Seeing Things in New Light

One of the reasons that I like to travel is in order to see and experience new things.  It's easy to forget that there are still a lot of new things to discover close to home.  

There's a town just east of Lodi called Poynette, which isn't that different from Lodi.  The two towns have a lot in common. Most of the people in both towns are conservative Republicans. Both have a Piggly Wriggly grocery store.  Both are small towns surrounded by a lot of natural beauty.  

However, many people choose to focus on things that separate us.  

Callie and Elvis, barely tolerating each other


 

Our schools are better.  Our sports teams are better.  Those folks are rednecks.  These are some of the things I've heard over the years. 

This week I went to Pauquette Park in downtown Poynette to start my daily hike.  Somehow, despite visiting that park countless times, I never noticed the small stone next to the parking lot.


Huh.  Poynette should have been Pauquette, except for someone's bad handwriting.  When I got home, I got on the Wisconsin Historical Society website and found out a few things about Mr. Pauquette.  He was half-Indian and born in Missouri in 1796.  Pauquette moved to Portage, Wisconsin in 1818.  For several years he worked for the American Fur Company and operated a trading post.  He was fluent in French, English and several Indian languages.  Serving as a translator for General Dodge, Pauquette was killed by an Indian in 1836.  

Pauquette Park leads to the trailhead for the Rowan Creek Fishery property.  It was a beautiful day, so I was concerned that the trail might be more crowded than I liked.  As it turned out, I didn't need to worry.  Recent rains left significant parts of the trail underwater.  


 

But the trail was better than it looked. Once I tiptoed through the water and mud, the ground rose a bit and was mostly dry.  We didn't see another soul during the entire hike.  We did see something else that I have never seen before, despite hiking this trail dozens of times.  

In my defense, there was no sign or stone to mark the spot.  There was an unmarked path that I probably never noticed when the foliage was full.  Even with the leaves fallen, I almost didn't see it, blended in with the trees.

I have no idea what the story is with this wood carving in the middle of the woods of this public property, but finding it made my day.  We hung out for a bit there and then here.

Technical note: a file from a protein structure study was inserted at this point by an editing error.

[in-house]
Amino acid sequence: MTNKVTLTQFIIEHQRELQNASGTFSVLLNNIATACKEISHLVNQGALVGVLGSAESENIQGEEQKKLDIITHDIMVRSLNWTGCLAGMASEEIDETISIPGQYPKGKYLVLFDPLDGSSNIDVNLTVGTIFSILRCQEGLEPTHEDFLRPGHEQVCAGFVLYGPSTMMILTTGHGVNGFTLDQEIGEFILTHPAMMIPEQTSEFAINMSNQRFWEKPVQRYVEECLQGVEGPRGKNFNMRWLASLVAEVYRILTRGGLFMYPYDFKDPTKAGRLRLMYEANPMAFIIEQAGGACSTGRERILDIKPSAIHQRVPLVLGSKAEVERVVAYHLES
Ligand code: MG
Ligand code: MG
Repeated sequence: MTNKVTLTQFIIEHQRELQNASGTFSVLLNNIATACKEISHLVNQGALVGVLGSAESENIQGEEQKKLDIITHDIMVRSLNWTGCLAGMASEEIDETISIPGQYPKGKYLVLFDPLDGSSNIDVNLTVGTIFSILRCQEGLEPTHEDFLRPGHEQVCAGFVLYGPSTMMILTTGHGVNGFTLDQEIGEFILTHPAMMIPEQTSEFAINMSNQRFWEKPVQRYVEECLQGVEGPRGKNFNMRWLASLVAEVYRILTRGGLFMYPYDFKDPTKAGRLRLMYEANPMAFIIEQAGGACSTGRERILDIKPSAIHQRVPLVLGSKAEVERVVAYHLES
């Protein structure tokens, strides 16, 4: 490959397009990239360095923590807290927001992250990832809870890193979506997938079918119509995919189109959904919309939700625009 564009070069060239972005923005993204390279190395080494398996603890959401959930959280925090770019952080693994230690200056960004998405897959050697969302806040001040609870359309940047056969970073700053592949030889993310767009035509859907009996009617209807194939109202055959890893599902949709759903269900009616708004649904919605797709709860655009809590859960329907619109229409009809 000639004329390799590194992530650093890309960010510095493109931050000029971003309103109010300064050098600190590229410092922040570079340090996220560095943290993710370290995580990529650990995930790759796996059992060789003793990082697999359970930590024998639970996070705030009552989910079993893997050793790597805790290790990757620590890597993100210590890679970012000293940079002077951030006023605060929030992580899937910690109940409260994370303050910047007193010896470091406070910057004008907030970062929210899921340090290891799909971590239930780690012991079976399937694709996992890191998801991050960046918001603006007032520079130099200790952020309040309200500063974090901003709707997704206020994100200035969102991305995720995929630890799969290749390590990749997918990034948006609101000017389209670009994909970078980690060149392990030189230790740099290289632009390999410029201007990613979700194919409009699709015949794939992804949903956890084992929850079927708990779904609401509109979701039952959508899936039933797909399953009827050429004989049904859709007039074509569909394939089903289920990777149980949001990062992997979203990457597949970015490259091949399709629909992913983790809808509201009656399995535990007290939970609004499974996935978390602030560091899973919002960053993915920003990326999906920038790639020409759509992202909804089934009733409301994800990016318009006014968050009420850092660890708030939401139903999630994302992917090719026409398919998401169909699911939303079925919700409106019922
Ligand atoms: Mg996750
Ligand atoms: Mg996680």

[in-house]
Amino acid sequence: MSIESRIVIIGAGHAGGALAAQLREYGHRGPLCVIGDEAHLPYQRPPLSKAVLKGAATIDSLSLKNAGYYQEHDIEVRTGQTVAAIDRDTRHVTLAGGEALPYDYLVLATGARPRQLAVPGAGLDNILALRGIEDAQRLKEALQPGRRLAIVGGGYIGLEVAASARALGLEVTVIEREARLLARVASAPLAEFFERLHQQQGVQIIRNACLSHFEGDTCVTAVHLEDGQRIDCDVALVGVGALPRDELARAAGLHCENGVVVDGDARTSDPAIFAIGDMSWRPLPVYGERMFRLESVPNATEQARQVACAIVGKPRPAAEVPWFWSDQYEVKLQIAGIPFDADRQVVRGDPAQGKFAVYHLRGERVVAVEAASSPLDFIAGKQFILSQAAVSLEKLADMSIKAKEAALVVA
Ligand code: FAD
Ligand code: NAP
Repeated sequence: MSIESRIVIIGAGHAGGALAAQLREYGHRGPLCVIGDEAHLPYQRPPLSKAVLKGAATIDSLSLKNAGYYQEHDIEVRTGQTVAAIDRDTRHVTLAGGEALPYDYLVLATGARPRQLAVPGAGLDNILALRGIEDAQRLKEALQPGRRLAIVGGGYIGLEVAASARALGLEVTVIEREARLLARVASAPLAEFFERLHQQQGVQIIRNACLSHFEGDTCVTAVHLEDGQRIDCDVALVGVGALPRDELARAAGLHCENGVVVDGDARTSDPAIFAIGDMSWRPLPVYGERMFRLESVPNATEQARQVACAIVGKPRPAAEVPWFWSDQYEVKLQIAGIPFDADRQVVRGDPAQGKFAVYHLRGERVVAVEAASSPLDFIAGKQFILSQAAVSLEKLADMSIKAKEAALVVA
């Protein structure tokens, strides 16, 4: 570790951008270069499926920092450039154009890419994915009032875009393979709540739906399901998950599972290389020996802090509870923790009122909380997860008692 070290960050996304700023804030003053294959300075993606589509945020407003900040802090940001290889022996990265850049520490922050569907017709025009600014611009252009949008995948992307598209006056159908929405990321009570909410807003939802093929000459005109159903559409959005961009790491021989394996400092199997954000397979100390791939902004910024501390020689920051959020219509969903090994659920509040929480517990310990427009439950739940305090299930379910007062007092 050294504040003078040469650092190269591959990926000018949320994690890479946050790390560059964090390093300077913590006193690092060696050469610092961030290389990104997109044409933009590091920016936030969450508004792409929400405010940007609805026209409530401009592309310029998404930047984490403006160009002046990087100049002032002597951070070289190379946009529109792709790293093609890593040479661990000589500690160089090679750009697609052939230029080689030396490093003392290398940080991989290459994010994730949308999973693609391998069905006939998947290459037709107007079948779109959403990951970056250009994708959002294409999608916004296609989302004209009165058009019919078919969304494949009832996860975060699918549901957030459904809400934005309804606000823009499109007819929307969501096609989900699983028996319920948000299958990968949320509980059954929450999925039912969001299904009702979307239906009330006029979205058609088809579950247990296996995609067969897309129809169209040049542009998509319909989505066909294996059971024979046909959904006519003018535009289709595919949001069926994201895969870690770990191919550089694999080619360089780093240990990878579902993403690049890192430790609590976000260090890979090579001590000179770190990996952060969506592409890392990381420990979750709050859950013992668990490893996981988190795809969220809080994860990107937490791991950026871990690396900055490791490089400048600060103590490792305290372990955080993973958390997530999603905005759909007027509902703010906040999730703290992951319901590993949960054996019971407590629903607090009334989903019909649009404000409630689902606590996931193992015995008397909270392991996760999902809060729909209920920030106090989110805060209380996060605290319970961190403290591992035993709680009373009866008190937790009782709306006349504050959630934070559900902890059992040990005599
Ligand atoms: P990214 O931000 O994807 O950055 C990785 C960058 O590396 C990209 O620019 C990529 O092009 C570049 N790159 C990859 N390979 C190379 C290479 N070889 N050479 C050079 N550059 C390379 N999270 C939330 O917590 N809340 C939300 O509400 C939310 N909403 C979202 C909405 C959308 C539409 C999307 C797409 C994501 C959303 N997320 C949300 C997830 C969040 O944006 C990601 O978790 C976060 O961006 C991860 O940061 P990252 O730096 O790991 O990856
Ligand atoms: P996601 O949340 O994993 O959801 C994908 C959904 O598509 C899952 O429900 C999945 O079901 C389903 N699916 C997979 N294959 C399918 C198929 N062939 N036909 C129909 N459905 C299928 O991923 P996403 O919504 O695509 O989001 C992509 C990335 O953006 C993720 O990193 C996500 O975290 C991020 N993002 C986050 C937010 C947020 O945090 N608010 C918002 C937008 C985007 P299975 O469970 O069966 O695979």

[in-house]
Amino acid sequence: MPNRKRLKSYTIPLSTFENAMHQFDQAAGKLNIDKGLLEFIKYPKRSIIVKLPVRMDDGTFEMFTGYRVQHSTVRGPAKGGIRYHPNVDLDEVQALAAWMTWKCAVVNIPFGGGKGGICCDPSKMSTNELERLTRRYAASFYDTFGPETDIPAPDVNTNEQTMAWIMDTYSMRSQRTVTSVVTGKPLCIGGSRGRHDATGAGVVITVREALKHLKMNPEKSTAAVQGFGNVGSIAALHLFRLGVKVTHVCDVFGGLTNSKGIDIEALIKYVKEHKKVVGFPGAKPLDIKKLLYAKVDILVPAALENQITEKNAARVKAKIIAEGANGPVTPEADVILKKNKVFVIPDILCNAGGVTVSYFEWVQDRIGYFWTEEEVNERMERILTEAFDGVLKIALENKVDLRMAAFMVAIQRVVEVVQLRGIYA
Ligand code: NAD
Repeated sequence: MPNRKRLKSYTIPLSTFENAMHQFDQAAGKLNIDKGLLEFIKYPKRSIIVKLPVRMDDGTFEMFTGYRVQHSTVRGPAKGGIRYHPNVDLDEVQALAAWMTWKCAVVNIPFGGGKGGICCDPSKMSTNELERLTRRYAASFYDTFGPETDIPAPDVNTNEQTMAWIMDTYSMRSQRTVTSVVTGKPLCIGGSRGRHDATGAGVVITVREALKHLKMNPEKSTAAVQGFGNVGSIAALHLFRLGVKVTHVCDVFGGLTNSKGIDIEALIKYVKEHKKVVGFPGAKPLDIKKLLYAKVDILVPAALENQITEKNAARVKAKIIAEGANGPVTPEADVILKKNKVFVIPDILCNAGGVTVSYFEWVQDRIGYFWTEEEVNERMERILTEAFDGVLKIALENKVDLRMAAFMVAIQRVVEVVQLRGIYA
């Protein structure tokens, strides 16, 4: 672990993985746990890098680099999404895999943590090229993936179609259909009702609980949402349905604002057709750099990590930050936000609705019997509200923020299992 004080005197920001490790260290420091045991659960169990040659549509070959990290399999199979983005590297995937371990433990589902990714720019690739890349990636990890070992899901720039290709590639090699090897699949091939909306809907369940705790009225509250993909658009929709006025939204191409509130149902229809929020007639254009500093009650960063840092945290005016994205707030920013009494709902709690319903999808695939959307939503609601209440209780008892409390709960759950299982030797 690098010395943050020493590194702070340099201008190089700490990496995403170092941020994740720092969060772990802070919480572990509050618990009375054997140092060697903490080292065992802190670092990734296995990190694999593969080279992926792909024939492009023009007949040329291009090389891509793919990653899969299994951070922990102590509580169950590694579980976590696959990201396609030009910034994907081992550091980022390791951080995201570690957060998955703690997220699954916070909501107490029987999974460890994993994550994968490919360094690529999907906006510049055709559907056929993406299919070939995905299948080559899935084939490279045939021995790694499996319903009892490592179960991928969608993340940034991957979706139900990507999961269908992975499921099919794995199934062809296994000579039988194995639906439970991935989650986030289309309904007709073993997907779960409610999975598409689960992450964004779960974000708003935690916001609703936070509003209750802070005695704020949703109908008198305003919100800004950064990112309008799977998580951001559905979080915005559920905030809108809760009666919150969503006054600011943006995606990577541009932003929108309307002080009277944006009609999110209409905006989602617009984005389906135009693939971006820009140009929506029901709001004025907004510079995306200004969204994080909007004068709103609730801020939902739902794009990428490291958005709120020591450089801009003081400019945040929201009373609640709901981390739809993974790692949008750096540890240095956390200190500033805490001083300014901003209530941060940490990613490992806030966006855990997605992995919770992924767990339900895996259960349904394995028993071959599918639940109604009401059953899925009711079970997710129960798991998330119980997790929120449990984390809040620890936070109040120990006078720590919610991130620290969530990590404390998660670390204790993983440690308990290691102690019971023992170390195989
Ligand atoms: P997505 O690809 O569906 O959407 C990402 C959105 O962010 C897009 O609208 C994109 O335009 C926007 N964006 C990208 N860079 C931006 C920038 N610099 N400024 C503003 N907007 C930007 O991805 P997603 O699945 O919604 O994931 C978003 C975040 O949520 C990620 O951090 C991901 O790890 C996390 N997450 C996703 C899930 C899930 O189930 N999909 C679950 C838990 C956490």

Another great day for a hike.


Comments

  1. It's amazing how fast what is really pretty recent history can disappear. Years ago I was hiking in an area that within the past 100 years had hosted a small community of about 300 with school, store, and blacksmith. I went off trail and managed to stumble across a foundation, but not enough of it remained that I could figure out what it had been for, except that it wasn't a forge. I just got back from a trip to that same area but had no luck finding that foundation again this time.

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  2. That carving was a great find. One can only hope it lasts and some nimrod doesn't destroy it.

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  3. That's beautiful! What a find!

    How far off the main trail is it?

    Any ideas of who to ask to learn its maker? It'd be interesting to see what else they've done.

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  4. The carving has very little graffiti or damage done to it. On the chest, there are a pair of owl eyes that look to be original. I don't know anyone else who hikes or maintains that trail. It is state-owned property that primarily exists as a trout fishery. There is a sign that indicates the Poynette High School Outdoors Club conducts activities on the property. If I ever find out who the maker is, I'll do a blog post on it. Without revealing too much, the carving is less than a two minute walk off the main trail. I was surprised at the lack of any signage by the carving because the main trail has lots of educational signs and posted maps of the property/trails.

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